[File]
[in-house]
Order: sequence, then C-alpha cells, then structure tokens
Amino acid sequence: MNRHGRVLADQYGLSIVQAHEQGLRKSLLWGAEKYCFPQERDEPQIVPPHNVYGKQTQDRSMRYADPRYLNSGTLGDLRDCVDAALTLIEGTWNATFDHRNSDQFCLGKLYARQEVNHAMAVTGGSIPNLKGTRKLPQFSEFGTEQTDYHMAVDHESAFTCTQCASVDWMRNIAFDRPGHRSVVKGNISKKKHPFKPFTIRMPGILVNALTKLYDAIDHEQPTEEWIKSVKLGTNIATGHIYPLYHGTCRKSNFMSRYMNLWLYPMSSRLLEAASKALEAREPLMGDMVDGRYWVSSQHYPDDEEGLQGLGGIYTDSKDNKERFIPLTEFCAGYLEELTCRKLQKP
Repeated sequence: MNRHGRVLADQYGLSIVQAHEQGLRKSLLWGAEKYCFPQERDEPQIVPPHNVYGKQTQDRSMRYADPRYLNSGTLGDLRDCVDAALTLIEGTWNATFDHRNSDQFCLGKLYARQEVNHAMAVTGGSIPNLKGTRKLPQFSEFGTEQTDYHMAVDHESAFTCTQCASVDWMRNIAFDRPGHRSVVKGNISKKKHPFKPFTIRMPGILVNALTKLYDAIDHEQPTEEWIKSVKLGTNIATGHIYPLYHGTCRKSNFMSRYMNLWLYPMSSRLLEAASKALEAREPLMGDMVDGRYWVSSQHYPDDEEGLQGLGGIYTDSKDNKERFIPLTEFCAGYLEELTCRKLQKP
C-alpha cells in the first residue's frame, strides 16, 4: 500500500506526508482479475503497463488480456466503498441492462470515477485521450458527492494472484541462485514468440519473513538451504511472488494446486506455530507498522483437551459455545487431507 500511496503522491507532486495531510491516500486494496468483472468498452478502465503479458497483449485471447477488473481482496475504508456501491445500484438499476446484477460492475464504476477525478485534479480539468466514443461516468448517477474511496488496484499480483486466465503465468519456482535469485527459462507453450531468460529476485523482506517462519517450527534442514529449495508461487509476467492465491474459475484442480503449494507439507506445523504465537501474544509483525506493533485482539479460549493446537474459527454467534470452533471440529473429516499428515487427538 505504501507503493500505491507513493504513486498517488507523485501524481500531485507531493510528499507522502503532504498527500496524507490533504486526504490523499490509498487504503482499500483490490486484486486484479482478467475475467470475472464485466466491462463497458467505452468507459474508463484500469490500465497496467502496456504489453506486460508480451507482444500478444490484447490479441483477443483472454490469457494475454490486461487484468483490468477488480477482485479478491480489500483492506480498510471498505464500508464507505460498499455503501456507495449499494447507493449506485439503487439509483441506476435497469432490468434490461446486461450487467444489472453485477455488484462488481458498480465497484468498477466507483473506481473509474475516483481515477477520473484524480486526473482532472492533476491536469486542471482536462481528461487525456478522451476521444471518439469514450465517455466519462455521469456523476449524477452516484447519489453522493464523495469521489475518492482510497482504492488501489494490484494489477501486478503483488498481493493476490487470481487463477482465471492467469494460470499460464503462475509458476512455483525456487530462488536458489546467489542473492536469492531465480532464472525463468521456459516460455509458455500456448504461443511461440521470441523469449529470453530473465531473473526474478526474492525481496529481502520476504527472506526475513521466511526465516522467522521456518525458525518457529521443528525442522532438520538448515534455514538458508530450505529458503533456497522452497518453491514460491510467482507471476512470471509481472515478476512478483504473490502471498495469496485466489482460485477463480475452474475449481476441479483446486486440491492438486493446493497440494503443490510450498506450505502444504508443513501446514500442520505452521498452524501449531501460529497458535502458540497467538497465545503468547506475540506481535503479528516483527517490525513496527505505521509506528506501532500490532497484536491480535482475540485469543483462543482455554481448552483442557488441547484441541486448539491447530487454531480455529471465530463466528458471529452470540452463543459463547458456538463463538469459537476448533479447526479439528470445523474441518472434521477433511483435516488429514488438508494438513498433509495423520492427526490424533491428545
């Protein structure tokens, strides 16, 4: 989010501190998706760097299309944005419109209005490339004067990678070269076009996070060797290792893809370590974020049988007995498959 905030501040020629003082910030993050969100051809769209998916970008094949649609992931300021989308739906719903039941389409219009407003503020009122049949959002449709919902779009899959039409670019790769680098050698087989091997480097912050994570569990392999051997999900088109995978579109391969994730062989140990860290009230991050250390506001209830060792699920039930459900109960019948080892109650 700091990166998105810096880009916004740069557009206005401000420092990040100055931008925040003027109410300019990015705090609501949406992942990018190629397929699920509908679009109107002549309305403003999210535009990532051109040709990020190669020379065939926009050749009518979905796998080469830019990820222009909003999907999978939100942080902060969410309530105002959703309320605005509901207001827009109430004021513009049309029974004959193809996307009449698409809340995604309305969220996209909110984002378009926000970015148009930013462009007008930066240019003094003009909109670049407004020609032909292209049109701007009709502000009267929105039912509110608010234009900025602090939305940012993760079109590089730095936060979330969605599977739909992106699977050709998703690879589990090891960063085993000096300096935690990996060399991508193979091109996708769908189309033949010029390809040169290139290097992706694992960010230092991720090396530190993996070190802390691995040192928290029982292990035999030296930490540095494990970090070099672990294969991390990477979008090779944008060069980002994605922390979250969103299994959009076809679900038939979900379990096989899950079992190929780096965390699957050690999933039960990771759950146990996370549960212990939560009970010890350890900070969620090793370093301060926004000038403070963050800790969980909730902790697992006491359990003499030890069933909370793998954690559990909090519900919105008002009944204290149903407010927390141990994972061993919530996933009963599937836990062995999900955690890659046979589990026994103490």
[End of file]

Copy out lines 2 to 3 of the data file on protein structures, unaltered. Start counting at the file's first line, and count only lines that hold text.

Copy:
Order: sequence, then C-alpha cells, then structure tokens
Amino acid sequence: MNRHGRVLADQYGLSIVQAHEQGLRKSLLWGAEKYCFPQERDEPQIVPPHNVYGKQTQDRSMRYADPRYLNSGTLGDLRDCVDAALTLIEGTWNATFDHRNSDQFCLGKLYARQEVNHAMAVTGGSIPNLKGTRKLPQFSEFGTEQTDYHMAVDHESAFTCTQCASVDWMRNIAFDRPGHRSVVKGNISKKKHPFKPFTIRMPGILVNALTKLYDAIDHEQPTEEWIKSVKLGTNIATGHIYPLYHGTCRKSNFMSRYMNLWLYPMSSRLLEAASKALEAREPLMGDMVDGRYWVSSQHYPDDEEGLQGLGGIYTDSKDNKERFIPLTEFCAGYLEELTCRKLQKP